One idea could be the following:
with open('the1gfile.txt') as inf:
for i in itertools.count():
with open('outfile%d.txt' % i, 'w') as ouf:
for linenum, line in enumerate(inf):
if linenum == 99999: break
with statement requires Python 2.6 or better, or 2.5 with a
from __future__ import with_statement at the top of the module (that's the reason I'm using old-fashioned string formatting to make the output file names -- the new style wouldn't work in 2.5, and you don't tell us what Python version you want to use -- substitute the new style formatting if your Python version supports it, of course;-).
itertools.count() yields 0, 1, 2, ... and so on, with no limit (that loop is terminated only when the conditional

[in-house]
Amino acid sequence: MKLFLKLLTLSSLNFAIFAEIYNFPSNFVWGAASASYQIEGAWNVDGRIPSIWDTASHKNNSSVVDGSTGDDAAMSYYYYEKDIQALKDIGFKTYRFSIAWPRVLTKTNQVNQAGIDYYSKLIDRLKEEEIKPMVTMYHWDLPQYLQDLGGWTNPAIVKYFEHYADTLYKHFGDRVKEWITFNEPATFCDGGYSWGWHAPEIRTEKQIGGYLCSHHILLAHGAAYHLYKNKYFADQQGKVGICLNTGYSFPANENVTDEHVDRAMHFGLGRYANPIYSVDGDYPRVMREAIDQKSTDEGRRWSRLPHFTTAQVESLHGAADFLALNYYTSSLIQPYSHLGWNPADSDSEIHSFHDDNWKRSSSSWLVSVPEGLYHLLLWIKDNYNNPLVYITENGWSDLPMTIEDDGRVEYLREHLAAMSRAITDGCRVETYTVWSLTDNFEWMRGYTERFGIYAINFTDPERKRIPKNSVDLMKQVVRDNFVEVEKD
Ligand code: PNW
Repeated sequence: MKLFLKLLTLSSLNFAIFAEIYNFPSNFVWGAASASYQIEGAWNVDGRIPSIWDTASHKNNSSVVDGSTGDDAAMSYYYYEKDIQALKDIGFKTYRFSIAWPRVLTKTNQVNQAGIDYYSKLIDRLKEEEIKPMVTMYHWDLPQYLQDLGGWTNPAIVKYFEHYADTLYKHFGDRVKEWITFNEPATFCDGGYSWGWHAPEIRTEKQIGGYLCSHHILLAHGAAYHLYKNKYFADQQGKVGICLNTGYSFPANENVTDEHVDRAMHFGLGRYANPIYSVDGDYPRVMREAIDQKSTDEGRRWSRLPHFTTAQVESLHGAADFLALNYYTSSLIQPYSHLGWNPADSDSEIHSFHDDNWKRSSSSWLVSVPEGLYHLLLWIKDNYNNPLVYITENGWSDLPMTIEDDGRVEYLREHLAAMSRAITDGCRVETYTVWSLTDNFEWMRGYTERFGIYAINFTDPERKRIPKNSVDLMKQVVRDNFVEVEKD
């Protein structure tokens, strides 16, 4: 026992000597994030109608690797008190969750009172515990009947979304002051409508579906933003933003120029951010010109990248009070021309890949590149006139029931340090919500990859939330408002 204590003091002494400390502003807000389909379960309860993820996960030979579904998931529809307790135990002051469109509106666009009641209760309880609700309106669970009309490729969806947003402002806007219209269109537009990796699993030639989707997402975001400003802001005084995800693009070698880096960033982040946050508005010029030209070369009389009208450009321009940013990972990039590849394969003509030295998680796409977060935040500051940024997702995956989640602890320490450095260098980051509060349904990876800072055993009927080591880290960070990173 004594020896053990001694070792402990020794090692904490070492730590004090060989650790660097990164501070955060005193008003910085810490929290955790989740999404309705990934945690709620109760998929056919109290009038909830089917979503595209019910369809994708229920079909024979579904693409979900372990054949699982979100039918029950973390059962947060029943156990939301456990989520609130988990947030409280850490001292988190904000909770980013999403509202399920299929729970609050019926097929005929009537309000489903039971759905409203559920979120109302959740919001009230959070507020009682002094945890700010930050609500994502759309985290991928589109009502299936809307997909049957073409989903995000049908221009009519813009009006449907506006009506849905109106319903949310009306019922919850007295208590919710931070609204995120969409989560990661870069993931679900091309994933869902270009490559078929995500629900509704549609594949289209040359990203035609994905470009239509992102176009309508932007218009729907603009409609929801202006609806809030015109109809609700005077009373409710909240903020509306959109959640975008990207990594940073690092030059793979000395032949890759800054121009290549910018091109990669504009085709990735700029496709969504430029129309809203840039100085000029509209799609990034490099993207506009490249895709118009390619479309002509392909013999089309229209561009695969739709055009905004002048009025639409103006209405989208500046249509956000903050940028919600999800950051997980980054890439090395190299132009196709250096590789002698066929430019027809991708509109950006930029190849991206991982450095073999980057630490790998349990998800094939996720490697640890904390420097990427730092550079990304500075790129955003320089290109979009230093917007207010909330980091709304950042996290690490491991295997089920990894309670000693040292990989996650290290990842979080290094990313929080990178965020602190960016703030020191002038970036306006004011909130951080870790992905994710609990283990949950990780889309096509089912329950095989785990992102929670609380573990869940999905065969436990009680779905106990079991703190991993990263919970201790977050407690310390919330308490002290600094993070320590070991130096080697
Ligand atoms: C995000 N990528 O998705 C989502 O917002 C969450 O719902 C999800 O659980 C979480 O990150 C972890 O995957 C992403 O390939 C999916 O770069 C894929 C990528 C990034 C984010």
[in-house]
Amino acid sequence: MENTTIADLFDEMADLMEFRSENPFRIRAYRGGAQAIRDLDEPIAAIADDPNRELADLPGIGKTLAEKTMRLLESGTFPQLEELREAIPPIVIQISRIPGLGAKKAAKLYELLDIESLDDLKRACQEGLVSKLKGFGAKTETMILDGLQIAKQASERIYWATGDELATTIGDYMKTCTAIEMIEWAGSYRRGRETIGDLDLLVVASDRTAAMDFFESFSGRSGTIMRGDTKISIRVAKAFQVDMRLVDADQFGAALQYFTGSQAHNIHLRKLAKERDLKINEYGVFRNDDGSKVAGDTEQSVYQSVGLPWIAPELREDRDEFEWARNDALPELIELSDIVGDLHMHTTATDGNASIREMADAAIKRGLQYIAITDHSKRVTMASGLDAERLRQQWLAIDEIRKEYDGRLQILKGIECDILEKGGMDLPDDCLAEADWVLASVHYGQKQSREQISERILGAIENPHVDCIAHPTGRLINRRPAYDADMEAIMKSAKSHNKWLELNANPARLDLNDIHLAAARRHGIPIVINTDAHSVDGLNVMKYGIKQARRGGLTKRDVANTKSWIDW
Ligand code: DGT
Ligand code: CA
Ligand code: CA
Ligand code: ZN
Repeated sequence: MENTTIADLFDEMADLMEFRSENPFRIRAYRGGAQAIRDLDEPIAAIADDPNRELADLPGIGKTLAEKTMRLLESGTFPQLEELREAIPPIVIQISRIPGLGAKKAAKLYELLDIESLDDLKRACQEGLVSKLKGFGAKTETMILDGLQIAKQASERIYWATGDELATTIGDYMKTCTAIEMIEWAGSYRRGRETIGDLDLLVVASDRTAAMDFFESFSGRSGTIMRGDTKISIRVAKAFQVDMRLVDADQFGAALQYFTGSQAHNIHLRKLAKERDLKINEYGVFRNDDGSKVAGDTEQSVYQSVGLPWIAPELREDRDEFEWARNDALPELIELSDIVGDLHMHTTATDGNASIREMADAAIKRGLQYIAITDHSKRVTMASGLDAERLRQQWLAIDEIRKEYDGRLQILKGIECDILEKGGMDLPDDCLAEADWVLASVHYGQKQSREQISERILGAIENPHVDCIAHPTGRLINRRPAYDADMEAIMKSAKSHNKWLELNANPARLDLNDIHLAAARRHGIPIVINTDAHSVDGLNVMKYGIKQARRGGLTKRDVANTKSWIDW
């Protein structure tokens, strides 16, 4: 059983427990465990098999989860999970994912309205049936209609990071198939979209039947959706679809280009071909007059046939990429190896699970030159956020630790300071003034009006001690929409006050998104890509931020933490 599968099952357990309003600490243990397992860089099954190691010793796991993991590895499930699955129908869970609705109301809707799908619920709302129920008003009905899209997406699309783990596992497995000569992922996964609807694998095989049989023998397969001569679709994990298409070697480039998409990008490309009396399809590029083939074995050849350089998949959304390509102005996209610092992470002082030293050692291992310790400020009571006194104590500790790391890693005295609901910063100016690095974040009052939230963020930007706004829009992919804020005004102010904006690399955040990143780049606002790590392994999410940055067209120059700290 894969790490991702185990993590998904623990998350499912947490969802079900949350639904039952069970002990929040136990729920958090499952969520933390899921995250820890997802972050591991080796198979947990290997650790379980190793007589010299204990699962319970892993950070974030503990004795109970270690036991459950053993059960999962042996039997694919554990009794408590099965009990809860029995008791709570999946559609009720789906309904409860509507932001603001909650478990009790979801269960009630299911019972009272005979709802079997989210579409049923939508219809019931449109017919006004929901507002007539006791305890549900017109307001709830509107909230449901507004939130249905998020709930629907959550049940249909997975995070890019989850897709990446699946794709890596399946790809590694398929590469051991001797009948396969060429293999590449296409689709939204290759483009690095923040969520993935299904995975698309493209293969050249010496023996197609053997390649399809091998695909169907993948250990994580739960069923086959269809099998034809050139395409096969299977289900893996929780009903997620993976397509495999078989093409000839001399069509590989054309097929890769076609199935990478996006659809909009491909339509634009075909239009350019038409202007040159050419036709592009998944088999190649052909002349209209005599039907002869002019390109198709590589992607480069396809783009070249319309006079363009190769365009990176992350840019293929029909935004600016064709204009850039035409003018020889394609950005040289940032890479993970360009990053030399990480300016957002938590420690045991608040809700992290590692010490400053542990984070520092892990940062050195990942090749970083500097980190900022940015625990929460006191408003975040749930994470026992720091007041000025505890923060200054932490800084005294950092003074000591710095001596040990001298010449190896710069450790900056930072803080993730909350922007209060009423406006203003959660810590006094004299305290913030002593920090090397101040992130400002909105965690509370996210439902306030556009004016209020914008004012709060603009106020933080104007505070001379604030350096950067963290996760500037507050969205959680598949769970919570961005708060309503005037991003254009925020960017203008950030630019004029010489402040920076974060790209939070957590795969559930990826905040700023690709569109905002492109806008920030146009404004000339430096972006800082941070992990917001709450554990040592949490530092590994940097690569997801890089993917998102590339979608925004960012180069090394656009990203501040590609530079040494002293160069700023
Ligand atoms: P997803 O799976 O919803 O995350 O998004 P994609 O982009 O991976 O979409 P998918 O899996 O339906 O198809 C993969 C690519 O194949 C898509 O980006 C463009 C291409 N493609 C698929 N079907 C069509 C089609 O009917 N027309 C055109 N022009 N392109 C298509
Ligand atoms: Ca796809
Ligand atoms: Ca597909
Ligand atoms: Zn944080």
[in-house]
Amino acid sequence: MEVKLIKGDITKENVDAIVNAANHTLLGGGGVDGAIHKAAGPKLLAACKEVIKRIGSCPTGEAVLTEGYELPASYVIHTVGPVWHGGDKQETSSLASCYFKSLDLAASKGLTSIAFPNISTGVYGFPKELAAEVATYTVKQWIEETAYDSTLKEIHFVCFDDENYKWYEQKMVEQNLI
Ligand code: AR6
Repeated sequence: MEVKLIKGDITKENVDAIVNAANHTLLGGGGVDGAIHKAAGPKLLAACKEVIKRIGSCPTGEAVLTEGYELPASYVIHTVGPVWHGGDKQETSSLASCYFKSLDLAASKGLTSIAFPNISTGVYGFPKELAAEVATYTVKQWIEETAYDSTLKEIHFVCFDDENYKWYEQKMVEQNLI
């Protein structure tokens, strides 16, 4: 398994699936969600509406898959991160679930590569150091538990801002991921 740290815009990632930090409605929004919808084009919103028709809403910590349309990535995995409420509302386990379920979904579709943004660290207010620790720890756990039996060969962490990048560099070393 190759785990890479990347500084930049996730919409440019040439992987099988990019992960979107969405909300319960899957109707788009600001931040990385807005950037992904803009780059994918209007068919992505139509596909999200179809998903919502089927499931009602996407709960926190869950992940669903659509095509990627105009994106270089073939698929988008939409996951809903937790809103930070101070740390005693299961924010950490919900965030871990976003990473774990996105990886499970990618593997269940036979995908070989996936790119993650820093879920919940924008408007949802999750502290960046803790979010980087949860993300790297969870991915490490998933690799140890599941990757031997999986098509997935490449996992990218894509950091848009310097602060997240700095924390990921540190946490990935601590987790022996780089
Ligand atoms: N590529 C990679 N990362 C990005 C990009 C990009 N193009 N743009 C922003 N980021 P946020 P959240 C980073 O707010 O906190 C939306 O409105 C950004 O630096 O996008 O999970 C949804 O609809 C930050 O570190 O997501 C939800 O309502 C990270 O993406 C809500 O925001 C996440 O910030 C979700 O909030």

break at the very end finally executes).
for linenum, line in enumerate(inf): reads one line at a time (with some buffering for speed) and sets linenum to 0, 1, 2, ... and so on - and we break off that loop after 100,000 lines (next time, the for loop will continue reading exactly where this one left off).
else: clause executes if and only if the
break within that loop didn't, therefore, if we've read less than 100,000 lines -- i.e., when the input file is finished. Note that there will be one empty output file if the number of lines in the input file is an exact multiple of 100,000.
I hope this makes every part of the mechanism sufficiently clear for you...?